RICO’s DIGEST – Earlier this year I was prohibited entry into Nicaragua. Though the motives were unclear, the majority of the hour-long discussion with the immigration official centered around my work as the publisher of Qcostarica.com and Todaynicaragua.com.
The encounter was very cordial. I was never denied entry but politely asked that it would be best if I did not, that I should apply the recently implemented requirement of having to pre-apply, a visa as you will, for all foreigners who want to visit Nicaragua.
While there have been many other reports of such, I feel today I continue in good company with the prohibited entry into Nicaragua of the EFE Agency delegate in Managua, the Nicaraguan Luis Felipe Palacios, returning home from a work trip.
“The forced exile is another attempt to silence dissidents and intimidate anyone who might criticize the regime,” a United States State Department spokesman told EFE, in their condemnation of Nicaragua.
Palacios, a 44-year-old journalist, had attended the commemorative events in Panama for the 50th anniversary of EFE’s presence in Central America.
Avianca Airlines informed the journalist about the ban before his flight. “We inform you that the request for entry has not been authorized by the Nicaraguan immigration authorities. You will not be allowed to board,” according to the email sent to the EFE journalist in Nicaragua by Avianca Airlines.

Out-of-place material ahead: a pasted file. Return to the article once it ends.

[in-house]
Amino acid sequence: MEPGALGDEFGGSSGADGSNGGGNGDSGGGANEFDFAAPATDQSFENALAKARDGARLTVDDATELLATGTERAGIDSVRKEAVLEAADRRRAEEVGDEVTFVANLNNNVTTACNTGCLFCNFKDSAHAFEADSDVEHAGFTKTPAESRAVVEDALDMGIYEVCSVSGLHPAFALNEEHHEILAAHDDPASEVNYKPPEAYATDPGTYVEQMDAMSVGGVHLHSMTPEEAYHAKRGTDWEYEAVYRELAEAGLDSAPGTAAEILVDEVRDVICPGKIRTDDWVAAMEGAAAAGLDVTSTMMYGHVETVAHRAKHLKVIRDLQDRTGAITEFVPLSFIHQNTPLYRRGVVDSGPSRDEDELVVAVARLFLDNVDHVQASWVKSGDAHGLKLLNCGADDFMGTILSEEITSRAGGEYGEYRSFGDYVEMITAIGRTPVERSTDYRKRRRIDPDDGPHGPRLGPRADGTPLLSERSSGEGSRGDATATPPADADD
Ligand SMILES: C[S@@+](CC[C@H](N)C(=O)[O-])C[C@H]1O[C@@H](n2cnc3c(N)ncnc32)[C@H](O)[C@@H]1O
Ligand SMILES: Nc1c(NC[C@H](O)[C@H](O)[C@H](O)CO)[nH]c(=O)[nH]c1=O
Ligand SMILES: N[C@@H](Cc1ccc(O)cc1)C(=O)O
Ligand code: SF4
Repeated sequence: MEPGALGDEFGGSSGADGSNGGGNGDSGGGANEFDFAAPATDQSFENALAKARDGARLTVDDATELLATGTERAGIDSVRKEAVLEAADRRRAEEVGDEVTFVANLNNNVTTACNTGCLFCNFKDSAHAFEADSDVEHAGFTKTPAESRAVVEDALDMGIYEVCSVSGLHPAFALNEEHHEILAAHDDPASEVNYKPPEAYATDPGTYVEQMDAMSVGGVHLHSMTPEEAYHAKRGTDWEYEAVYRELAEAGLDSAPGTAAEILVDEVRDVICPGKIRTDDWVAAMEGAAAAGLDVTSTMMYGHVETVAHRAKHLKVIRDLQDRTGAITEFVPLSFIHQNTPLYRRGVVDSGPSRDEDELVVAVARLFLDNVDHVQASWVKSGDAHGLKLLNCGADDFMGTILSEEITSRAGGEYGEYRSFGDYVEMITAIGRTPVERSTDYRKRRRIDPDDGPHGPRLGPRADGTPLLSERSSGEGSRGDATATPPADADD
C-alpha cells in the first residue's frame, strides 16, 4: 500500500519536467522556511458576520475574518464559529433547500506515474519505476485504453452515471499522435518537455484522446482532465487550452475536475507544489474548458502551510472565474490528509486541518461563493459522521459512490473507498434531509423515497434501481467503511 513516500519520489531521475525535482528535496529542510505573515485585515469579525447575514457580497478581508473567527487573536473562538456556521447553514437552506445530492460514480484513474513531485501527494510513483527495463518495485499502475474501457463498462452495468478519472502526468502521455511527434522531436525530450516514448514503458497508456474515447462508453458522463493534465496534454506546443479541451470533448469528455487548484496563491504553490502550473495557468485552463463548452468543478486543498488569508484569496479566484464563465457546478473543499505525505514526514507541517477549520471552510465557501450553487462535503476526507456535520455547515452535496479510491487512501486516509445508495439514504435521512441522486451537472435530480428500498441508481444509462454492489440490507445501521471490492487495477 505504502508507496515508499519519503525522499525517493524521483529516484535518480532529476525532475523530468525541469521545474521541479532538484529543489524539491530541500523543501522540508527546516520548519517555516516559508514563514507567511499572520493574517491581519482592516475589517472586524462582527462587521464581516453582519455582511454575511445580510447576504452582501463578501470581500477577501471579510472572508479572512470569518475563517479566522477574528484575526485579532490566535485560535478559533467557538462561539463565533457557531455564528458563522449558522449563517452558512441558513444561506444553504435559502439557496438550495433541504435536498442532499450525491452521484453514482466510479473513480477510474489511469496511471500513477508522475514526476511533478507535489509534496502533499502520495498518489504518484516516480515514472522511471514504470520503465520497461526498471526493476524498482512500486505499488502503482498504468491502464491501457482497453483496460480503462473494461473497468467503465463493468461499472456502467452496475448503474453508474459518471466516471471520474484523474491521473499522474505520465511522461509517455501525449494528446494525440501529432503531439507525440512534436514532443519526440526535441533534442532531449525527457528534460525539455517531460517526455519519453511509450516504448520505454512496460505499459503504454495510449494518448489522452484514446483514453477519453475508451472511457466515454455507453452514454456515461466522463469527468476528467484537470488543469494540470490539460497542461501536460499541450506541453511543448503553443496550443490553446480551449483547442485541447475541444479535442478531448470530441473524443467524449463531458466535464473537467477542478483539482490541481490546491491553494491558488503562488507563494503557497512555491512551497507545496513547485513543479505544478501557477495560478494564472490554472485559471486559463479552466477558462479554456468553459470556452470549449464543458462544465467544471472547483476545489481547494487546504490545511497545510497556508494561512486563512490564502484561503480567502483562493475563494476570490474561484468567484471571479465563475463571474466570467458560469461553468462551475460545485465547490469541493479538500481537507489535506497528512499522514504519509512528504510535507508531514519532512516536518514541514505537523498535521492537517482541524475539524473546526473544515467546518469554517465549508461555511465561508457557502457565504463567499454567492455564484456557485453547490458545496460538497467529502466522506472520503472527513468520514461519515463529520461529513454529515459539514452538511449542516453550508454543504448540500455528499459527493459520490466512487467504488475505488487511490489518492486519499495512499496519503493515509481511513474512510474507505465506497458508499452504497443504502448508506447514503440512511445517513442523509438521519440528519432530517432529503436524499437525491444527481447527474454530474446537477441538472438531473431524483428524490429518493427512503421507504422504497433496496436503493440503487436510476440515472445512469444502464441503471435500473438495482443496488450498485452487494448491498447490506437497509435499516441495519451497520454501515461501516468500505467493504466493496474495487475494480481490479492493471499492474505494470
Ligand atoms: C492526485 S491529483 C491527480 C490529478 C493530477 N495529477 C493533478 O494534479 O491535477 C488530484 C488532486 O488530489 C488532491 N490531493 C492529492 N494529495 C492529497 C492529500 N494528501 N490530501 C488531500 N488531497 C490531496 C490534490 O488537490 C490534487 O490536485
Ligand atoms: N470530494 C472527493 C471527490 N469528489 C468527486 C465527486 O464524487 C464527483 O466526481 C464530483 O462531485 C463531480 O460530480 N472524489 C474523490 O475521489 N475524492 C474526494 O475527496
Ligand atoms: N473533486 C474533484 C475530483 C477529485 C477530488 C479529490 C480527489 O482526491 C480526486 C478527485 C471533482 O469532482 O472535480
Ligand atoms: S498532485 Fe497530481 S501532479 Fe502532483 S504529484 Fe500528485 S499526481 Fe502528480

In my case, traveling as a Costa Rican, which I had done prior to the pandemic, was to visit my wife’s family, my in-laws.
After our chat, the immigration official politely told me that I would be accompanied back to the Costa Rican side of the border, while my wife could continue her travel. She refused to enter.
I am but a little cog in the scheme of life. My websites pose no significant impact or threat to the regime of dictator, sorry president, Daniel Ortega.
The U.S. spokesman told EFE that the International Covenant on Civil and Political Rights, to which Nicaragua is a party, establishes that “no one can be arbitrarily deprived of the right to enter their own country.”
“The United States condemns Nicaragua’s decision to prohibit EFE correspondent and Nicaraguan journalist Luis Felipe Palacios from returning to his home in Managua after a trip abroad,” the same source stressed.
He considered that this is a new chapter in “the repressive trend against journalists and the free press” in Nicaragua, which until now has included the closure of media outlets and the intimidation, exile and imprisonment of reporters.
He affirmed that the United States is committed to “a return to democracy and respect for human rights” in Nicaragua and promised to use “the available diplomatic and economic tools” so that the government of President Daniel Ortega and his wife, Vice President Rosario Murillo, render accounts.
I have since applied for authorization to enter. That was back in March. My application is still pending.